During this global pandemic crisis, staying connected is a challenge. With so many of us being asked to socially isolate – to keep our distance, we look to new technologies to maintain relationships. In these uncertain times, it is more important than ever to stay connected. I recently wrote a blog post, Early Childhood Education: Making Sense of our Life’s Course, where I referenced Mister Rogers, a personal hero, and expressed the importance of staying connected.
In times of stress, the best thing we can do for each other is to listen with our ears and our hearts and to be assured that our questions are just as important as our answers ~ Mister Rogers
Now, more than ever, I appreciate how social media has helped us stay connected. When so much is unclear, I am gratified to see educators supporting each other. We didn’t have this capacity during the 1918 influenza pandemic, but we have it now! Every day, I try to FaceTime with my granddaughter, Reese and my grandson, Griffen but it is not the same as holding a five-month hold in my arms or hugging a 3 and half-year-old. I am used to hosting family dinners every weekend and now we are separated and isolated. Nothing gives me more joy than playing with children, especially my own grandchildren! It was just a few weeks ago, that I arranged to visit Griffen at the child care centre that he attends. Now, the centre is closed and he is at home. At least, I already feel connected to Griffen, his friends and teachers because they use Storypark but it is not the same as being there. Aside from our capacity to stay connected through screens, it can be difficult to see anything positive from our current circumstances. Yet, all we have to do is to go outside, where the sun is shining, and the wonder of nature surrounds us! We don’t have to socially distance ourselves from Mother Earth. During the 1918 pandemic, sunlight and fresh air actually helped to heal and prevent infection. Research tells us that the outdoor air is a natural disinfectant. Take your children outside. Discover with them, the wonder that is nature. It will be good for them on so many levels.
Griffen is lucky, he lives close to a river, but you can find nature everywhere and anywhere by just stepping outside. Take out a magnifying glass and look closely at the grass growing from the crack in the sidewalk, notice the birds flying in the air and listen for their different songs and calls. Stop and examine a tree stump and look for the creatures that make it their home. With your child, find a stick. A stick is all you need! The stick is probably the world’s oldest toy. In 2008, the stick was inducted in the Toy Hall of Fame because of all of its possibilities for play and learning. I am grateful for nature and that my son, Ben, for Griffen is that adult that Rachel Carson speaks about. I may not be getting learning stories sent through Storypark but I am still marvelling at the photos and videos, that Ben sends me.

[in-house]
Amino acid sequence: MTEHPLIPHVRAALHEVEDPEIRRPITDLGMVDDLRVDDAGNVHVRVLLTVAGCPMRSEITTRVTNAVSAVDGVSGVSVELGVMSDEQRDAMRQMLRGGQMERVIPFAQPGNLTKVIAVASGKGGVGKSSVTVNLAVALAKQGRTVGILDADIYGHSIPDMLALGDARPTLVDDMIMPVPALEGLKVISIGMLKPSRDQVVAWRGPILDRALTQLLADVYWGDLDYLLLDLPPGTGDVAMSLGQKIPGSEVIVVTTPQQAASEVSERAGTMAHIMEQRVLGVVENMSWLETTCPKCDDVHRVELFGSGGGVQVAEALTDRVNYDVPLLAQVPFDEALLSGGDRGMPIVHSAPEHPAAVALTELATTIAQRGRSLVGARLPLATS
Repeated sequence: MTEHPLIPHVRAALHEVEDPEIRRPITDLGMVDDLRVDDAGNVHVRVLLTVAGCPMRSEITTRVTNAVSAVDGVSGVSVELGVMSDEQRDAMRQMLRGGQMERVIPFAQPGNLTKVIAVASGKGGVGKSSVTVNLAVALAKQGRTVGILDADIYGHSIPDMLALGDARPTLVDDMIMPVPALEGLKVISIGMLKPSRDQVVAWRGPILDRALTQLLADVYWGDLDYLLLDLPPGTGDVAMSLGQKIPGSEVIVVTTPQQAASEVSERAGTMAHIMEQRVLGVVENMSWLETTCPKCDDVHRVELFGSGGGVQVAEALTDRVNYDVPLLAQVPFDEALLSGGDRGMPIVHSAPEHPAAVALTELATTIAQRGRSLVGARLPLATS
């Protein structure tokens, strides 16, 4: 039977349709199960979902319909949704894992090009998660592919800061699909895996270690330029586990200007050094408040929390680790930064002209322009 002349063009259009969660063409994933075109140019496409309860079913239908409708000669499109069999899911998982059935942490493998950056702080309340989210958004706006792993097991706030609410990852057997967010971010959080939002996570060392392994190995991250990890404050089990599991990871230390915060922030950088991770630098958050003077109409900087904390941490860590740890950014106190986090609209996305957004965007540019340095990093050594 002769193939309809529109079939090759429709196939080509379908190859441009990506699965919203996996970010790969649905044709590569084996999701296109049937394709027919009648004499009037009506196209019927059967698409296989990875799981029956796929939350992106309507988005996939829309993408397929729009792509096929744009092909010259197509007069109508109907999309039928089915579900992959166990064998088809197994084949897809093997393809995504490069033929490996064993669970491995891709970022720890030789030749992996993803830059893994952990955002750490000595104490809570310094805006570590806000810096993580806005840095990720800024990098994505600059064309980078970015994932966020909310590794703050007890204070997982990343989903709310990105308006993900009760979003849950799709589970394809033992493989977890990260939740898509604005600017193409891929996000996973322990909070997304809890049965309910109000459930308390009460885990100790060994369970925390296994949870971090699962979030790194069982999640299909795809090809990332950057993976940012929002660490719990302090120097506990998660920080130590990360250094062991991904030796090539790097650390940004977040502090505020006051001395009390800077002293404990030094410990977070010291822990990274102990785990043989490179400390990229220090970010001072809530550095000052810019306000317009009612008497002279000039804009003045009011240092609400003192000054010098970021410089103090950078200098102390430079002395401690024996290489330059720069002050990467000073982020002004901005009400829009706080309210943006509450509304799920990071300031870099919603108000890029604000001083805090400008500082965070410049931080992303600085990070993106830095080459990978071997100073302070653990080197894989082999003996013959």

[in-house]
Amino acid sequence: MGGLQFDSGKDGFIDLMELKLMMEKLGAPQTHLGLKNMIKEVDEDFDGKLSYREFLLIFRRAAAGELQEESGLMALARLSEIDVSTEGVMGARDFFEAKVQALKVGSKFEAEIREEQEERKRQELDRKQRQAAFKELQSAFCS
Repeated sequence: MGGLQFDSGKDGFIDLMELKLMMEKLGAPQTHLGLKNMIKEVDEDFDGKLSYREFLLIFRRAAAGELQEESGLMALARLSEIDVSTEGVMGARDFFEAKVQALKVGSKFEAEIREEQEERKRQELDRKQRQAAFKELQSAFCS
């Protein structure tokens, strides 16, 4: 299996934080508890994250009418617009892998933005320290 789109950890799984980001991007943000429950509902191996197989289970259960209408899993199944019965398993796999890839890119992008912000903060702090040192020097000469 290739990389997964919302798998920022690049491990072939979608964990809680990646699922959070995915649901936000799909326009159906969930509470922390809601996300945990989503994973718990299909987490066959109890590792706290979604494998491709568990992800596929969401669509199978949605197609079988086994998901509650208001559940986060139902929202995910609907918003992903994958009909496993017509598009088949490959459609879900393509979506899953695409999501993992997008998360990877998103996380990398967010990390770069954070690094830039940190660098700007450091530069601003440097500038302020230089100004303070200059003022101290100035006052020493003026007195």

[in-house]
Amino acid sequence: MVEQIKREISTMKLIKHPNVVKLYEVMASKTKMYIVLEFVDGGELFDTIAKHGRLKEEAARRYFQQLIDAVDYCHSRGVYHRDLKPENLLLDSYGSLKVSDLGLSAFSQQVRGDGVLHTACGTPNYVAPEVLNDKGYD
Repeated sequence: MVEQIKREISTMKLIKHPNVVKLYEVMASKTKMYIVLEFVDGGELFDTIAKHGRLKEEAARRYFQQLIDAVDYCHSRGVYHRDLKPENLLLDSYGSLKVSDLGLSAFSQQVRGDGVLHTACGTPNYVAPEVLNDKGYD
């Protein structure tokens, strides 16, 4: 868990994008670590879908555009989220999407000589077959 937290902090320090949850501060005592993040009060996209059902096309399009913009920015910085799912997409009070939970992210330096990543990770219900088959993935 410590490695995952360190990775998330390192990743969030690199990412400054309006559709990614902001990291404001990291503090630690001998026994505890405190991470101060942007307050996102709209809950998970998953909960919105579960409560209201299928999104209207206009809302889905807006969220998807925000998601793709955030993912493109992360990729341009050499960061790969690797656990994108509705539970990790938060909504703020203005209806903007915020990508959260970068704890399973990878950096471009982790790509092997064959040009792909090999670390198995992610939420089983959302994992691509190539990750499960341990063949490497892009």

Today, I will put together some wonder bags for Griffen. With all the loose parts and art supplies that I have in my basement that I use for workshops, just sitting there, I am thinking of a number of ideas to support Griffen’s sense of wonder with nature. I know for sure I will pack up some wool and ribbon for him to create a journey stick that will represent a memory of the time, that he and his Dad spent in nature during what I hope will be a once-in-a-lifetime event. When my grandson thinks back to this time, he won’t remember that it was difficult to get toilet paper. He will remember the joys of a stick! He will remember that he found it while he was playing outside.
Now is not the time, to worry about academics. Let us embrace this as a time for all of us to play and to be in nature – to develop our own sense of wonder.
I sincerely believe that for the child, and for the parent seeking to guide him, it is not half so important to know as to feel. If facts are the seeds that later produce knowledge and wisdom, then the emotions and the impressions of the senses are the fertile soil in which the seeds must grow. The years of early childhood are the time to prepare the soil. Once the emotions have been aroused – a sense of the beautiful, the excitement of the new and unknown, a feeling of sympathy, pity, admiration or love – then we wish for knowledge about the object of our emotional response. Once found, it has lasting meaning. It is more important to pave the way for the child to want to know than to put him on a diet of facts he is not ready to assimilate ~ Rachel Carson, The Sense of Wonder
Dr. Diane Kashin is a registered early childhood educator in the province of Ontario, Canada. She has taught early childhood education at both the degree and the diploma level for over thirty years. Diane’s doctoral thesis on emergent curriculum was published in 2009. Diane has also co-written three textbooks with Beverlie Dietze; Playing and Learning in Early Childhood Education 2nd edition (2018), Outdoor and Nature Play in Early Childhood Education (2018) and Empowering Pedagogy in Early Childhood Education (2016). Diane’s areas of interest include forest and nature schools, risky play, loose parts, Reggio inspired practice, outdoor play and emergent curriculum. Diane writes a blog to support professional learning in early childhood education and loves to engage in continuous professional learning face to face and through social media platforms like Facebook and Twitter. Diane presents workshops and keynote addresses in Ontario, across Canada and internationally.